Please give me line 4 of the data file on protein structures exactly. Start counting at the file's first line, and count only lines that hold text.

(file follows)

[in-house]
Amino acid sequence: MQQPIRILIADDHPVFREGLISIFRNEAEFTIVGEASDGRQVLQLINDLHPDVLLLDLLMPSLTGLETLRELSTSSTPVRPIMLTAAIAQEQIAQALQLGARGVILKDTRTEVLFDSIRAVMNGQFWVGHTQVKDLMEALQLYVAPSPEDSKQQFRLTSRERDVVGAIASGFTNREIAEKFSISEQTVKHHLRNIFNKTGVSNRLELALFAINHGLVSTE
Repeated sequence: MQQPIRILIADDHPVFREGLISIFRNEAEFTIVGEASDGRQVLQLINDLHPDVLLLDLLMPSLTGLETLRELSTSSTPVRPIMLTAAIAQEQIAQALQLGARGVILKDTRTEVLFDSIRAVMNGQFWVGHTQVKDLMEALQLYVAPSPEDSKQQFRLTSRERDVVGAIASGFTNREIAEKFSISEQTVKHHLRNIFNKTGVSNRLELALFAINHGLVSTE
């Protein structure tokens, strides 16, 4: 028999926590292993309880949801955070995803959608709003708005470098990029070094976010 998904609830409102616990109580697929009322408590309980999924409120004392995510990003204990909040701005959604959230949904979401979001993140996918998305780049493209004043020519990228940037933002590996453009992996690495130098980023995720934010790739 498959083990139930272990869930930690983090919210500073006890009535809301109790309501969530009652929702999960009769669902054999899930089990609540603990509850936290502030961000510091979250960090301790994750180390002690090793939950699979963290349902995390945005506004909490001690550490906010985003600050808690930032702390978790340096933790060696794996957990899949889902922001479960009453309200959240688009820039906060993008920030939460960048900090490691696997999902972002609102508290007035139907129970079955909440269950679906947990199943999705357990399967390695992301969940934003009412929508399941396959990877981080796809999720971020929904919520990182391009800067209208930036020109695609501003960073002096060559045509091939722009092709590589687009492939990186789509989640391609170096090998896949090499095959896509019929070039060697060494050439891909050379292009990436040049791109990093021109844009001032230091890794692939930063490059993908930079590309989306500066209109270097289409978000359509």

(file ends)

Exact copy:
């Protein structure tokens, strides 16, 4: 028999926590292993309880949801955070995803959608709003708005470098990029070094976010 998904609830409102616990109580697929009322408590309980999924409120004392995510990003204990909040701005959604959230949904979401979001993140996918998305780049493209004043020519990228940037933002590996453009992996690495130098980023995720934010790739 498959083990139930272990869930930690983090919210500073006890009535809301109790309501969530009652929702999960009769669902054999899930089990609540603990509850936290502030961000510091979250960090301790994750180390002690090793939950699979963290349902995390945005506004909490001690550490906010985003600050808690930032702390978790340096933790060696794996957990899949889902922001479960009453309200959240688009820039906060993008920030939460960048900090490691696997999902972002609102508290007035139907129970079955909440269950679906947990199943999705357990399967390695992301969940934003009412929508399941396959990877981080796809999720971020929904919520990182391009800067209208930036020109695609501003960073002096060559045509091939722009092709590589687009492939990186789509989640391609170096090998896949090499095959896509019929070039060697060494050439891909050379292009990436040049791109990093021109844009001032230091890794692939930063490059993908930079590309989306500066209109270097289409978000359509």